Today was an adventure.
Harper had an MRI scheduled in the fall. It’s been two years since her last MRI, so this was going to be a routine follow-up to check on her progress. However, when her neurosurgeon heard about her changing symptoms, he decided that we needed to go ahead and get the scan done to be sure there are no changes with her cyst or the fluid in her ventricles.
So, we loaded up after church yesterday and made the trek to Durham. We had to be at the hospital first thing this morning for the scan, and our goal was to try to get it done without sedation this time. We did lots of talking and sharing with Harper about the process and explained the MRI machine and she seemed to be on-board… until we actually walked into the hospital room and she saw the hospital bed and monitors.
Apparently Harper has developed some serious hospital-anxiety, and the sight of a hospital bed and monitors throws her into hysterics, even if it’s just on tv. She cried her way through the MRI video, cried as we walked down the hall, and cried as they showed her the really cool beach-themed MRI room complete with a sandcastle MRI machine. When she threw herself in the floor screaming over them placing “magic lotion” on her hand (numbing cream just in case they needed an IV), the doctor came in and said there was no point in trying to get her in the MRI machine without sedation.
In the past, sedation for this scan was done with a new nasal spray that is amazing because it requires no IV and doesn’t take long to recover from. But unfortunately it didn’t work well for Harper last time, so the doctor told us IV sedation was required for today. However, given the emotional state Harper was in, they could not attempt an IV without first getting some chill-out medication in her system, so we started with an oral medicine- it took a little bit to kick in, but once it did, it really kicked in, and she was finally mellow enough for the IV process.
And what a process that was. The first nurse tried the first hand- and tried, and tried. The second nurse tried the second hand, but after one missed attempt decided it was time to call in the special team with ultrasound equipment. They finally gained access in her forearm and got the sedatives pumping, but she didn’t go down without a fight and it took a bit longer than expected for her to fall asleep.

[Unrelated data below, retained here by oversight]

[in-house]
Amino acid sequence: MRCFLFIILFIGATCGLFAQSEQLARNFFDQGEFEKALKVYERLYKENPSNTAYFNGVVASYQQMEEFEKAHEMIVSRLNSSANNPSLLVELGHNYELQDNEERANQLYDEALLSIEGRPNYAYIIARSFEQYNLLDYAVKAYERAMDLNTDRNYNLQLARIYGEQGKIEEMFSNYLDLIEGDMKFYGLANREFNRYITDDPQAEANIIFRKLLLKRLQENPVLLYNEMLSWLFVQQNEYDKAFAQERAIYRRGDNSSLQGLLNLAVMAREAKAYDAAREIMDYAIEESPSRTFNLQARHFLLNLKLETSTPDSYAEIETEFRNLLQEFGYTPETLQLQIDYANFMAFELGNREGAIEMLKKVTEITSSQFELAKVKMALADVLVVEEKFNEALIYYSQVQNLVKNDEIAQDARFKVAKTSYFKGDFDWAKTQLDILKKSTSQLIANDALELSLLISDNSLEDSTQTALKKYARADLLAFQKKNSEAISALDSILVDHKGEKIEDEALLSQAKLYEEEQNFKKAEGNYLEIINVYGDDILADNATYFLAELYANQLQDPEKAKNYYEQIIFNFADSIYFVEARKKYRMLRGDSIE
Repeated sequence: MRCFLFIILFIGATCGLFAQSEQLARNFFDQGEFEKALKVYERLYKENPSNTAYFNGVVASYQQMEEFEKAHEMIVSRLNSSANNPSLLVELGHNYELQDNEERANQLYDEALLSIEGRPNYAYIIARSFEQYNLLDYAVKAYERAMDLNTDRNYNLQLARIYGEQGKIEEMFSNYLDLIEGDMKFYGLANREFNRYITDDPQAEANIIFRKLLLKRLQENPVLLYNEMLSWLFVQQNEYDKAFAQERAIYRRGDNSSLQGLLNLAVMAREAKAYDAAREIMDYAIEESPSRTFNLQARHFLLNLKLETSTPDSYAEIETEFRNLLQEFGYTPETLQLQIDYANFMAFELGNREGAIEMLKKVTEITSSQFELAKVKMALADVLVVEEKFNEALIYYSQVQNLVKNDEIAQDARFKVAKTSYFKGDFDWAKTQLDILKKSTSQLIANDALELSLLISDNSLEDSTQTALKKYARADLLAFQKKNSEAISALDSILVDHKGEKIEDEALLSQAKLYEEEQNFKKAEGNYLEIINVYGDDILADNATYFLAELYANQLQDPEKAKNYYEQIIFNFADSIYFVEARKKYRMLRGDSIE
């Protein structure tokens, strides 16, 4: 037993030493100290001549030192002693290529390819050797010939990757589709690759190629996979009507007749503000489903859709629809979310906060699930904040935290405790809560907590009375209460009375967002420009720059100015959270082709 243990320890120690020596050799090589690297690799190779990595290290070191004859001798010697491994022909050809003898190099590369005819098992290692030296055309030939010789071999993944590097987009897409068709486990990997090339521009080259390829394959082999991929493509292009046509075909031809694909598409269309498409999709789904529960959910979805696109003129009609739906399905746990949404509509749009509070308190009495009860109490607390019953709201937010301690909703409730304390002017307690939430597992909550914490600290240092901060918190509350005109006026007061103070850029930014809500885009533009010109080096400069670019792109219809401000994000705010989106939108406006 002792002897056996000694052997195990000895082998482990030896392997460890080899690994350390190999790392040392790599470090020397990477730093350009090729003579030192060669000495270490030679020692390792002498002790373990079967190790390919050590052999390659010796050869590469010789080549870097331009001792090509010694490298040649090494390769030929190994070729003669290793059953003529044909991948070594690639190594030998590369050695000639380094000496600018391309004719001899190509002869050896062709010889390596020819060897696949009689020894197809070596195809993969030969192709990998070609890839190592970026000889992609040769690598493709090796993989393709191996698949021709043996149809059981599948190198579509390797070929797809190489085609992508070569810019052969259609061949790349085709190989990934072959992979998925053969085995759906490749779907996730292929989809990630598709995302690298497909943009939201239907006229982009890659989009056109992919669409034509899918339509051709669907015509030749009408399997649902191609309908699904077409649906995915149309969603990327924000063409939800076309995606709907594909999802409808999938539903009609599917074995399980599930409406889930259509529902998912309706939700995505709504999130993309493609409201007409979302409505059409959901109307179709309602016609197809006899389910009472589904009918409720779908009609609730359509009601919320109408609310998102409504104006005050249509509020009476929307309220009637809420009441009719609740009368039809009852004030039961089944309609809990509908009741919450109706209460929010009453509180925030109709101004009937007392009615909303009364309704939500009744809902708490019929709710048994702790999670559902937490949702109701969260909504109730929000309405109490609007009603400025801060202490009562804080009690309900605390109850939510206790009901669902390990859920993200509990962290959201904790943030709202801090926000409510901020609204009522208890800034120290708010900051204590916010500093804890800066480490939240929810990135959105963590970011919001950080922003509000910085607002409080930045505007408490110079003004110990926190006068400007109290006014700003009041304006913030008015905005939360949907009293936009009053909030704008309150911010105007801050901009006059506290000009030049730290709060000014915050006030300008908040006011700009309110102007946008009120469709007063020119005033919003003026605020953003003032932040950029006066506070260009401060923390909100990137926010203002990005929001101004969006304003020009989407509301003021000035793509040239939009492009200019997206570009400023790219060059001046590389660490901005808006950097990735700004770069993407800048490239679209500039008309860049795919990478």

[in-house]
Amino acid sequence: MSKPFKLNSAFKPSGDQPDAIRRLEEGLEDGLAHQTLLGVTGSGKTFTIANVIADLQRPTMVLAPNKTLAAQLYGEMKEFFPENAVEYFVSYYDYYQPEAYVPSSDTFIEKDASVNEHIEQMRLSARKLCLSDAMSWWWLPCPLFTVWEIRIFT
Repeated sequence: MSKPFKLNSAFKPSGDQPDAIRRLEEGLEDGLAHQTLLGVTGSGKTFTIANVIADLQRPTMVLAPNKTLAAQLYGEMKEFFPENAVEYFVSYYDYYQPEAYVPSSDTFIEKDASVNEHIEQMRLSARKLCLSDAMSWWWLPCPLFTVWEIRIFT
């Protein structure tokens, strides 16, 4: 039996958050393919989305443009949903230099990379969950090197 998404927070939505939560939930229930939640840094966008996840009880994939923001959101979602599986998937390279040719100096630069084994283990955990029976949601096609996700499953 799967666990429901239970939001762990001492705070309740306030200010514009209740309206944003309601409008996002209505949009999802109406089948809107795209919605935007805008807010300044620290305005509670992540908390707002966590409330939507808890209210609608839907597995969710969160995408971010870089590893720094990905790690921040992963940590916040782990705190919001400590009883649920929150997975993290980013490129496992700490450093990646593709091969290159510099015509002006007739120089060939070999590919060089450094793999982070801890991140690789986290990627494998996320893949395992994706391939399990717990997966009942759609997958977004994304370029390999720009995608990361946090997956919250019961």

In true Harper-fashion, there was a bit of a scare right after she fell asleep. She decided that breathing was optional and began to desat, so there was a little excitement as everyone rushed to give her oxygen and get her positioned just right. Fortunately that worked and she went on to the scan, and then we spent a couple of hours in recovery before seeing the neurosurgeon.
And the verdict?
The cyst hasn’t grown significantly, the fluid remains about the same, and therefore there doesn’t seem to be an issue with the pressure in her brain. This is great news from the neurosurgical standpoint, but doesn’t give an answer for these new seizures, so we keep pressing on.
I don’t know that I’ve shared a picture of Harper’s brain before, so I have one to share tonight:
I share it because this is a picture of what God is doing. So often we read of the miracles He worked in the Bible and think of them as ancient news, and have trouble relating it to today. And I personally take for granted so often just how much He is doing each and every day.
All of that white space in this image shouldn’t be there. The thinner white strip on the left side of the picture is fluid accumulation in an enlarged ventricle. And that huge white blob on the right side? That’s a cyst and dead brain tissue. All of the white in the image is taking the place of what should be functioning brain tissue… and amazingly enough, this is an incredible improvement from what this image showed five years ago.
What does that mean? It means this girl really shouldn’t be able to do much of what she does. She walks. She talks. She laughs. She sings and dances and plays and learns. She can see and she can hear and every day with her is a day that God is working mightily. It is a miracle.There are moments that I get overwhelmed or I feel sad that she struggles in some way. There are times that I think it isn’t fair or I get scared for what the future will hold. Today I felt all of those things (and more) at one point. But tonight as I look away from that MRI picture and look instead at the bigger picture, I am reminded once again that we serve a God who sees the whole picture. He sees and He knows and He has plans far beyond what I can dream, and in the meantime He has given me so very much to be thankful for. ❤️